10 Striking Facts About the Twisters from Tornado Alley

The region in central United States where maximum number of tornadoes are known to occur is called the Tornado Alley. It also marks the area where the strongest tornadoes occur, as compared to other regions.
ScienceStruck Staff
Last Updated: Feb 28, 2018
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The deadliest and most destructive tornado in US history, called the Tri-State Tornado, occurred on March 18, 1925, near the Tornado Alley, and caused extensive damage in the states of Missouri, Indiana, and Illinois. This tornado was classified under the F5 category, having wind velocity of more than 250 mph. About 700 people died, more than 200 were injured, and the cost of destruction was valued at about USD 16 million!
The term 'Tornado Alley' was first coined in 1952 by Captain Robert Miller and Major Ernest Fawbush, who were working as meteorologists in the US Army. They were undertaking research related to the changing weather and climatic conditions in Oklahoma and Texas. This term simply indicates the central regions of USA where high frequency of tornadoes are known to occur. According to a research analysis conducted from 1920 to 1995, about 25% of all tornadoes in the States are known to occur in this Alley.

The region is not defined by any fixed or rigid boundaries, but mainly consists of four states: Texas, Oklahoma, Kansas, and Nebraska. Apart from them, South Dakota, Iowa, and Missouri also experience some effect of such disasters on a significant scale. If the four main states are taken into account, then the highest number of tornadoes are seen in Texas, while Oklahoma and Kansas are more prone to the highest frequency of such disasters per square unit area (like per square miles or kilometers).
10 Most Important and Interesting Facts About Tornado Alley
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An alternate definition of this area is that the region extends from the Prairies in Canada to the central portion of Texas, and from the eastern part of Colorado to the western areas of Pennsylvania. Florida also accounts for maximum high intensity tornadoes, but it is located outside the demarcated Alley boundaries.
The tornado frequencies during a specific season are dependent on the intensity of interactions between warm and cold air masses, i.e., warm and cold air fronts, respectively. Such disasters usually take place when the atmospheric temperature is high, and air flows from high pressure (cold air) to low pressure (hot air) regions. These conditions are much prevalent in the Alley.
Some other examples of tornado alleys also exist in different regions in the States, but are not characterized by tornadoes, which can be compared to those of the original central alley (in terms of intensity and number). Few of them are the Dixie Alley, Upper Midwest Alley, Ohio Alley, etc.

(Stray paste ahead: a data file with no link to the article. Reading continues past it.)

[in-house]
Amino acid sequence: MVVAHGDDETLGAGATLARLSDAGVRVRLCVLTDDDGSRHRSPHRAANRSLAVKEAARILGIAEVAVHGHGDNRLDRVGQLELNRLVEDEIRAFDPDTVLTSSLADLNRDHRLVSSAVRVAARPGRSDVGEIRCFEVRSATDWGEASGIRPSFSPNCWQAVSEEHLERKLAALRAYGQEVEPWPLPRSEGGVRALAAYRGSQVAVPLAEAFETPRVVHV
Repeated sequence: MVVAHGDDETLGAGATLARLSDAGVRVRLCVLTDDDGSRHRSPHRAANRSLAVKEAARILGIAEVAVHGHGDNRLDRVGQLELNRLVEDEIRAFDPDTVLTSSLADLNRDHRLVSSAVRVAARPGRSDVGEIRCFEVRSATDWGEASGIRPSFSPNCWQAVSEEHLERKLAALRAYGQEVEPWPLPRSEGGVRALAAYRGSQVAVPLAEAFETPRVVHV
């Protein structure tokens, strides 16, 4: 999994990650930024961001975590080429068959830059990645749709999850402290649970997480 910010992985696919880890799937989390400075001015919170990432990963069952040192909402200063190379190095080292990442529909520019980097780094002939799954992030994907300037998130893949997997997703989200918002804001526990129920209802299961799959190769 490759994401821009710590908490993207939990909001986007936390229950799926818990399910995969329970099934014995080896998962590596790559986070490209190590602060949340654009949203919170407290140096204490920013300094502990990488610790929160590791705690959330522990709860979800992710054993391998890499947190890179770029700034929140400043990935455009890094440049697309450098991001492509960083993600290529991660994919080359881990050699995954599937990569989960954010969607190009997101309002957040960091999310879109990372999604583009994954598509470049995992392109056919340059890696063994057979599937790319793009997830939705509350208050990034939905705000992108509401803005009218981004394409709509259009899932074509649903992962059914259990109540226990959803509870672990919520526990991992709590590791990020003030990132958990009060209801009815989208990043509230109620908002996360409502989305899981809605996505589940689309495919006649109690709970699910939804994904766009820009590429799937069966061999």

The Dixie Alley is well-known in this list, and comprises few portions of both Tennessee and Mississippi valleys. This name was given in 1971 by Allen Pearson. He was the former director of the National Severe Storms Forecasting Center.
A tornado alley is also present in the state of Ontario, Canada, wherein it extends from St. Lawrence valley to the upper areas of the Great Lakes. Country-wise, Canada ranks second after the US regarding the occurrence of maximum high-intensity tornadoes. The most logical reason for Ontario being a tornado-prone region is its proximity to the Great Lakes; this creates large temperature differences and intense storm activity.
On an average, in the main Tornado Alley region of the US, about 80 people are killed every year, along with the damage done valued at more than USD 300 million. The effects are devastating; entire buildings destroyed, crop farms damaged, and small destroyed houses without roofs, etc.
Apart from being a region known for its natural disasters, the Tornado Alley attracts many enthusiasts and research teams whenever the yearly season of tornadoes starts. Due to extensive research for many years, scientists have accumulated a lot of data about tornadoes that strike this area.
Construction work and related building codes are much stricter in the areas which fall in the Alley pathway. The roofs are built with extra strength, and every home has multiple cell phone connections. It is mandatory that all houses which are present in the flat meadow areas are equipped with cellars and tornado warning systems.
In the Alley areas, tornadoes mainly occur from April to June (this is considered the peak season). The wind speeds are in a range of 200 to 250 mph, and the horizontal traveling speed of tornadoes on the ground surface might go up to 70 mph. Such speeds are enough to outrun a car which is traveling at medium speed!
After considerable research, it was found out that Tornado Alley was characterized by several conditions that occur in combination, which increase the chances of tornado formation. The latitudinal and longitudinal values of the region places it between 30 to 50 degrees latitude; this is conducive for the formation of a tornado.
Be Safe Than Sorry
Whether you are living in the Tornado Alley region or not, always keep in mind to take some precautionary measures during a tornado outbreak. If your home has a cellar, it is crucial that you take shelter in the cellar along with other people present, as this part of the house will be the least affected. Many lives can be saved in this manner.
Never step outside in the open. In case you are outside when a tornado strikes, take cover beneath or near any shelter or large object which is unlikely to be uprooted by the winds. Keep emergency food and medications at accessible places in such times. Also make sure that you have some medium of communication at all times, so that you can get prior warnings and alarms raised by the weather monitoring organizations.
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